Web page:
Behind the Bars: The Legend That Lurks at Highland Hospital

Photo by E.M. Ball, courtesy UNCA Ramsey Library Special Collections

On March 11, 1948, the striking oranges and reds that lit up the nighttime Asheville sky did not belong to the beauty of a sunset.

They belonged to a fire that engulfed not only a portion of the Highland Hospital complex in Montford, but left a celebrated icon of the Lost Generation forever lost in flames.

Over the years, the Highland Hospital complex has seen many famous individuals grace its aged entryways, like Zelda Fitzgerald, and now, more than ever, the public’s fascination with the complex remains.

David Schulman, an author hailing from Sylva, wrote The Past Is Never Dead, a novel set in vivid Jazz Age Asheville that re-imagines the characters of its past, including Zelda in the midst of her stay at Highland.

I’ve always been interested in Scott and Zelda Fitzgerald, and I’ve been researching them for over 10 years now, reading just about anything about their lives separately and together,” Schulman says. “Naturally, when I found out about Zelda living in Asheville, of course, the sad state of her dying there created quite a drama.”

A Place of Healing

The opening scene to the drama began before Zelda’s time in the late 1800s, when Asheville was starting to establish a reputation as a place of healing.

By the 1940s, the city had developed a reputation both nationally and abroad as one of the best places to seek treatment for tuberculosis and, as a result, began installing many medical facilities in close proximity to each other along the city streets.

This created a spike in tourism, which in turn set off a chain reaction that attracted wealthy doctors. This became the primary reason for the growing amount of sanitariums that became popular in Asheville at the time.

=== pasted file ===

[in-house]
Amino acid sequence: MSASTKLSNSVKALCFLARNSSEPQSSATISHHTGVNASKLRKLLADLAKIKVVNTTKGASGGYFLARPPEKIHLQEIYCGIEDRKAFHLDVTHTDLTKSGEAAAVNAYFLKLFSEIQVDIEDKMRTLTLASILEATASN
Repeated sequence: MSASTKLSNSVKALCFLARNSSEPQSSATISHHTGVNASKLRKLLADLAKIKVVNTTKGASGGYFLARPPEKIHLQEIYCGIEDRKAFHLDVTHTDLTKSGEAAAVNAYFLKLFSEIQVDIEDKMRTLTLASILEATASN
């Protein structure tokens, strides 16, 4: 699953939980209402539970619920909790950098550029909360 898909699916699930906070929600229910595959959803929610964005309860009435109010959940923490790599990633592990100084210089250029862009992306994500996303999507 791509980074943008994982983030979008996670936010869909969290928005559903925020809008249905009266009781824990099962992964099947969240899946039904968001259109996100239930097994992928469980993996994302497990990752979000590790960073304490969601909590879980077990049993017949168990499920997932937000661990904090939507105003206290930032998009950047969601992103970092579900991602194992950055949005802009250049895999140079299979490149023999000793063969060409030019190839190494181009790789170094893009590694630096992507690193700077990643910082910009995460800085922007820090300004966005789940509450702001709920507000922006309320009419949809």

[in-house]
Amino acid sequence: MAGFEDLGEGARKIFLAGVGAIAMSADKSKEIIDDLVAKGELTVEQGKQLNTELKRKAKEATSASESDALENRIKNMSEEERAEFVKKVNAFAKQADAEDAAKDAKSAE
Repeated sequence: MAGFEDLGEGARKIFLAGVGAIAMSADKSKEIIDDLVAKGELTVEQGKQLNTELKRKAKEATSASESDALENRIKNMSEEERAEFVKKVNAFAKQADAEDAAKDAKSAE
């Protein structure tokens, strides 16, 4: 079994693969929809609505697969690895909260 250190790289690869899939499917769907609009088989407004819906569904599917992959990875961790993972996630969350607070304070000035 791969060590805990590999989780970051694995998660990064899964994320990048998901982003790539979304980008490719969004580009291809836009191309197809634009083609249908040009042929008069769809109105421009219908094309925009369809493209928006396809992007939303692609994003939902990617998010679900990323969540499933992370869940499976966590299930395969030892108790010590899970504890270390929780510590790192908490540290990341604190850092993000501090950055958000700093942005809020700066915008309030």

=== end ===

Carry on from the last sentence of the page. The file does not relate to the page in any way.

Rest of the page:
Tourism had been bringing publicity and energy into the area for decades, says Sharon Fahrer, who runs History-at-Hand, a local business that take groups of visitors on walks through different districts of Asheville.

“These people started coming to be cured of tuberculosis, and they were wealthy people,” Fahrer says. “There was a public hospital for tuberculosis, but the private sanitariums were much more expensive and exclusive.”

The most famous doctor, without whom Highland Hospital would not exist, was Dr. Robert S. Carroll. Originally named “Dr. Carroll’s Sanitarium,” the psychiatrist opted instead to change the name of the establishment to Highland Hospital in 1912, according to the National Park Service.

Amongst the other hospitals being built, Highland Hospital began to garner a credible reputation that was quintessentially Asheville.

“From what I understand of Dr. Carroll, the founder, Zelda was there because it was known for its progressive treatment of mental illness,” Fahrer says. “So the patients had to exercise, had to eat properly, and there was a farm that the patients were required to work on.”

In 1939, Carroll decided to relinquish control of the facilities to the Duke University Department of Psychiatry, and the hospital continued operating as normal.

Lost To Flames

Then came the fire.

Nobody knows for sure what sparked the blaze on the night of March 10, 1948, which killed 9 women.